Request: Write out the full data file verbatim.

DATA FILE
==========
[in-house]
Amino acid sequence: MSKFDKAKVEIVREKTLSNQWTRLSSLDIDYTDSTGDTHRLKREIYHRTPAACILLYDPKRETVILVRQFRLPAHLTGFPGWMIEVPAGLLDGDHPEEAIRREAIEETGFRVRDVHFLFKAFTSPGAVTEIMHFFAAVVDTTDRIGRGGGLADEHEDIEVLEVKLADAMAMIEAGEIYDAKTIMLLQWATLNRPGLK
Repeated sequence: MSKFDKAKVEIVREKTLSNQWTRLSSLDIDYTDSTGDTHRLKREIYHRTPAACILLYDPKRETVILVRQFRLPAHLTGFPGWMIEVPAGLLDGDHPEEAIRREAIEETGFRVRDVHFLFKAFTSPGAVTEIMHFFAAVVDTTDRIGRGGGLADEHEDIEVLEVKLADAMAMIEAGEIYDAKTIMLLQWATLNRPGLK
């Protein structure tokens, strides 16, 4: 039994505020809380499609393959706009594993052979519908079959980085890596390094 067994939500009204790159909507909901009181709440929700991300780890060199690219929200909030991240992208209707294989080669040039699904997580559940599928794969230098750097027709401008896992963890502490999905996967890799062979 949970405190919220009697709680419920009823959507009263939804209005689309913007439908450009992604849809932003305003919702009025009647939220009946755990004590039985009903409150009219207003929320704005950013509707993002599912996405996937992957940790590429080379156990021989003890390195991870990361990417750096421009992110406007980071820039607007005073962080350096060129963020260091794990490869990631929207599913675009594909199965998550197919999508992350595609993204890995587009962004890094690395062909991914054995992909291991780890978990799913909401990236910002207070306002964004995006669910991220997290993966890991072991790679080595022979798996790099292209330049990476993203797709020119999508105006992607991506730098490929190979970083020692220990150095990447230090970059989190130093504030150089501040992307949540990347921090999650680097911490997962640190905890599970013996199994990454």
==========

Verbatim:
[in-house]
Amino acid sequence: MSKFDKAKVEIVREKTLSNQWTRLSSLDIDYTDSTGDTHRLKREIYHRTPAACILLYDPKRETVILVRQFRLPAHLTGFPGWMIEVPAGLLDGDHPEEAIRREAIEETGFRVRDVHFLFKAFTSPGAVTEIMHFFAAVVDTTDRIGRGGGLADEHEDIEVLEVKLADAMAMIEAGEIYDAKTIMLLQWATLNRPGLK
Repeated sequence: MSKFDKAKVEIVREKTLSNQWTRLSSLDIDYTDSTGDTHRLKREIYHRTPAACILLYDPKRETVILVRQFRLPAHLTGFPGWMIEVPAGLLDGDHPEEAIRREAIEETGFRVRDVHFLFKAFTSPGAVTEIMHFFAAVVDTTDRIGRGGGLADEHEDIEVLEVKLADAMAMIEAGEIYDAKTIMLLQWATLNRPGLK
């Protein structure tokens, strides 16, 4: 039994505020809380499609393959706009594993052979519908079959980085890596390094 067994939500009204790159909507909901009181709440929700991300780890060199690219929200909030991240992208209707294989080669040039699904997580559940599928794969230098750097027709401008896992963890502490999905996967890799062979 949970405190919220009697709680419920009823959507009263939804209005689309913007439908450009992604849809932003305003919702009025009647939220009946755990004590039985009903409150009219207003929320704005950013509707993002599912996405996937992957940790590429080379156990021989003890390195991870990361990417750096421009992110406007980071820039607007005073962080350096060129963020260091794990490869990631929207599913675009594909199965998550197919999508992350595609993204890995587009962004890094690395062909991914054995992909291991780890978990799913909401990236910002207070306002964004995006669910991220997290993966890991072991790679080595022979798996790099292209330049990476993203797709020119999508105006992607991506730098490929190979970083020692220990150095990447230090970059989190130093504030150089501040992307949540990347921090999650680097911490997962640190905890599970013996199994990454």